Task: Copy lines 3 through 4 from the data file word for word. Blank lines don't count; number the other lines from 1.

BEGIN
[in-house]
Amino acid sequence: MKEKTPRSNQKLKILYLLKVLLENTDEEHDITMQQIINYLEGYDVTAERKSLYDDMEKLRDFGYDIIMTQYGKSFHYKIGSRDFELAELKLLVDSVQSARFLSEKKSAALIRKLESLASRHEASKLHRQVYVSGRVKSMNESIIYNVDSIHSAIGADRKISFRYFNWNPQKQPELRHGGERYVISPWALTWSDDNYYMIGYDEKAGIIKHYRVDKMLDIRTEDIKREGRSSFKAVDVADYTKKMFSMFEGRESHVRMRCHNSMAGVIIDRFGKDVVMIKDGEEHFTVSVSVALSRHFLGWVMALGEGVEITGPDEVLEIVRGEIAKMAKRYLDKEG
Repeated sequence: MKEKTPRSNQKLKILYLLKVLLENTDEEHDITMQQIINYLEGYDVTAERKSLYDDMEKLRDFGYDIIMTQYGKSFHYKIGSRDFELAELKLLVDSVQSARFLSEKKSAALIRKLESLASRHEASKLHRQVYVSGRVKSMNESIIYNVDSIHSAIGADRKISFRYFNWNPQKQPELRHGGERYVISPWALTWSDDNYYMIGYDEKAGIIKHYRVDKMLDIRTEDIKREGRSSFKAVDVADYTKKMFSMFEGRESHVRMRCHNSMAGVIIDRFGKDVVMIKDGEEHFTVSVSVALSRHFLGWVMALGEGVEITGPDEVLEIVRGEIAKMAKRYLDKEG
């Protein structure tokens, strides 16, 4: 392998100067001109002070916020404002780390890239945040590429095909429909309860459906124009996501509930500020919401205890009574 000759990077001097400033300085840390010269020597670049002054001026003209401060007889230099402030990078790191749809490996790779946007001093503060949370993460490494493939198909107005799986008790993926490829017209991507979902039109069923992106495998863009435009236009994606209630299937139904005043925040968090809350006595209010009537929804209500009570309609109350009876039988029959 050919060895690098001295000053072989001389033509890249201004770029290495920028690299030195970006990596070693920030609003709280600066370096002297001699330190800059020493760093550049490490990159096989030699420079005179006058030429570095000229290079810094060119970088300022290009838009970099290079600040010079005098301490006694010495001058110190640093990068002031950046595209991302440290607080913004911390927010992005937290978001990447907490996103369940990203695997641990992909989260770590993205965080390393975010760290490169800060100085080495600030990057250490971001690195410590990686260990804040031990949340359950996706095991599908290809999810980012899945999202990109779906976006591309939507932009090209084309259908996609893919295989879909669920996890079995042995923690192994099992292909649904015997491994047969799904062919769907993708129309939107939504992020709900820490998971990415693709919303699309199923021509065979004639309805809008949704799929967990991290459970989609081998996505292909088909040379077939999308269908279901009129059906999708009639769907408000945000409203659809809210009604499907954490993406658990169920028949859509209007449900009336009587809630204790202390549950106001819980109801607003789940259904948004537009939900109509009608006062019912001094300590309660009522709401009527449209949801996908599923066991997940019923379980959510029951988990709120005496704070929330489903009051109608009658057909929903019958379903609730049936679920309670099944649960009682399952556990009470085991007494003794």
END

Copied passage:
Repeated sequence: MKEKTPRSNQKLKILYLLKVLLENTDEEHDITMQQIINYLEGYDVTAERKSLYDDMEKLRDFGYDIIMTQYGKSFHYKIGSRDFELAELKLLVDSVQSARFLSEKKSAALIRKLESLASRHEASKLHRQVYVSGRVKSMNESIIYNVDSIHSAIGADRKISFRYFNWNPQKQPELRHGGERYVISPWALTWSDDNYYMIGYDEKAGIIKHYRVDKMLDIRTEDIKREGRSSFKAVDVADYTKKMFSMFEGRESHVRMRCHNSMAGVIIDRFGKDVVMIKDGEEHFTVSVSVALSRHFLGWVMALGEGVEITGPDEVLEIVRGEIAKMAKRYLDKEG
């Protein structure tokens, strides 16, 4: 392998100067001109002070916020404002780390890239945040590429095909429909309860459906124009996501509930500020919401205890009574 000759990077001097400033300085840390010269020597670049002054001026003209401060007889230099402030990078790191749809490996790779946007001093503060949370993460490494493939198909107005799986008790993926490829017209991507979902039109069923992106495998863009435009236009994606209630299937139904005043925040968090809350006595209010009537929804209500009570309609109350009876039988029959 050919060895690098001295000053072989001389033509890249201004770029290495920028690299030195970006990596070693920030609003709280600066370096002297001699330190800059020493760093550049490490990159096989030699420079005179006058030429570095000229290079810094060119970088300022290009838009970099290079600040010079005098301490006694010495001058110190640093990068002031950046595209991302440290607080913004911390927010992005937290978001990447907490996103369940990203695997641990992909989260770590993205965080390393975010760290490169800060100085080495600030990057250490971001690195410590990686260990804040031990949340359950996706095991599908290809999810980012899945999202990109779906976006591309939507932009090209084309259908996609893919295989879909669920996890079995042995923690192994099992292909649904015997491994047969799904062919769907993708129309939107939504992020709900820490998971990415693709919303699309199923021509065979004639309805809008949704799929967990991290459970989609081998996505292909088909040379077939999308269908279901009129059906999708009639769907408000945000409203659809809210009604499907954490993406658990169920028949859509209007449900009336009587809630204790202390549950106001819980109801607003789940259904948004537009939900109509009608006062019912001094300590309660009522709401009527449209949801996908599923066991997940019923379980959510029951988990709120005496704070929330489903009051109608009658057909929903019958379903609730049936679920309670099944649960009682399952556990009470085991007494003794």